April’s Featured Title: Melanin Brown Discovers America
Melanin Brown is a very wise seventh-grader who witnesses a new student being bullied because of his beliefs. This situation makes her feel very uncomfortable, and she knows that the actions of those students are wrong. With the guidance of her parents and her experiences with teachers and friends, paired with her own desire to treat people the way she wants to be treated, Melanin learns to confront difficult situations and social constructs while simultaneously navigating her own sense of truth and justice.
We chatted with Candice about how current events influenced her book’s themes, the illustration process and bringing her visions to life, and more!
What inspired you to write Melanin Brown Discovers America?
As an educator, I saw how external factors impacted the educational environment for children and I wanted to write a story to help address some of these social issues in an age-appropriate way. My goal is to start and redress the meaningful and impactful conversations around these issues.
Why did you choose the title and what does it mean to you?
I wanted to choose a title that would be thought-provoking and a conversational starter. In my eyes, Melanin Brown Discovers America represents the sometimes forgotten or dismissed ideal of what being American is supposed to be, as well as, a nod to the diverse figures who played a significant role in building America. The name Melanin Brown came to me one night after I had been pondering how I could combine my two passions of education and entertainment to help make a difference with the youth.
As a middle school Special Education Teacher and with an M.Ed. in Educational Psychology, how did your background, experience, and perspective impact your storytelling?
My background in the field of education played a huge role in my storytelling. I took a graduate class called “Multicultural Education” and it provided me with an eye-opening experience in regards to the deeply rooted inequities that exist in the schooling system in America, as well as why they exist and how to start to make change happen. The first step is identifying and addressing these issues through communication and conversation. I was able to reflect on personal experiences and situations that I have witnessed with students to guide me in creating this story.
Could you tell me a bit about the illustration process? What was it like finding an illustrator and bringing your visions to life? Why did you choose the book cover?
It was very important for me to find an illustrator who could connect to my story and the issues discussed, and bring the characters and story to life. I used Instagram to search for illustrators who had experience in drawing characters of color and ran across Bennie’s page. I was drawn to her illustrations immediately and knew I wanted to collaborate with her. I reached out to her, gave some information about my book and what I was looking for, and then everything came together from that. I’m so fortunate she came on board— I described to her what I wanted in each scene and she’d get a sample back to me sometimes the very next day! I was impressed with her artistic skills every step of the way.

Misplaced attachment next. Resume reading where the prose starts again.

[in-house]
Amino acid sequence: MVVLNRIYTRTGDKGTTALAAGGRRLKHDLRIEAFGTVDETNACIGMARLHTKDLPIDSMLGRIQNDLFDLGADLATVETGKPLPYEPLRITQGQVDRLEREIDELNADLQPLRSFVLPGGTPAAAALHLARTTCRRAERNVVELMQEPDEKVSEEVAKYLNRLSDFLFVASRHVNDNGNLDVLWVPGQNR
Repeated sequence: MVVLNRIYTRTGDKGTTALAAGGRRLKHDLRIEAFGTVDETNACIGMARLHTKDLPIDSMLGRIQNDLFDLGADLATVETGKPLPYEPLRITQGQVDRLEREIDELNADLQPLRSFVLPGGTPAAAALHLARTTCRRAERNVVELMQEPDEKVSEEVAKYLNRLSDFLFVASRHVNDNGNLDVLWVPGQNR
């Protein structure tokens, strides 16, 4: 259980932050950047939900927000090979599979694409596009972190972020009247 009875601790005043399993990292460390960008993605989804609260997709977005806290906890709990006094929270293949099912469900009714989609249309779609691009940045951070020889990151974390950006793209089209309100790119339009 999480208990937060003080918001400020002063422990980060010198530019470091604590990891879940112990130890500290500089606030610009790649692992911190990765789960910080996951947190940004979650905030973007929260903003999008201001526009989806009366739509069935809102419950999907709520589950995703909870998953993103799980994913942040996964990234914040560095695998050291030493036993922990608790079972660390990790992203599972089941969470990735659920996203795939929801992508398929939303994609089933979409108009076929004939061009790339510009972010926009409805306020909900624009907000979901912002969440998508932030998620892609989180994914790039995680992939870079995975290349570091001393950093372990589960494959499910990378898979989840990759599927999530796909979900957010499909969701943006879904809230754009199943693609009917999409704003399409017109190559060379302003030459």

In Melanin Brown Discovers America, a middle schooler is bullied for not standing up during the Pledge of Allegiance, bringing up important and timely themes of bullying, race, prejudice, and patriotism. How did current events influence these parts of your book and why do you believe children should be exposed to these issues early?
The purpose of Melanin Brown’s character is to hopefully create a safe place and a starting point for discussions with children about the social issues that are taking place in the world. Children are exposed to these issues at a very young age, which has a lasting psychological impact on them — i.e. the doll test, which shapes mindsets and behaviors. I felt like it was important to create another pipeline to help streamline these conversations.
Our youth is the next generation who will be able to create change. The earlier they are exposed to insightful information, the better equipped they will be to continue to move forward in that regard.
What message do you hope early readers will take away from your book?
Melanin Brown Discovers America is a story that offers representation and a voice for African American girls. It’s also just one look at the various experience of being black in America. The goal is to help enlighten people of all ages and families of all backgrounds to start meaningful conversations with their kids around sensitive social issues.
I hope early readers will take away the idea that we should treat people the way we want to be treated and more-so, be inspired to find their voice to address unfair situations. I want them to have the knowledge and confidence to advocate for themselves and others when they see injustice.
Overall, I want to empower young readers to find their voice in an oppressed society, and for all my readers, regardless of background, to feel more comfortable, inclined, and inspired to address these issues.
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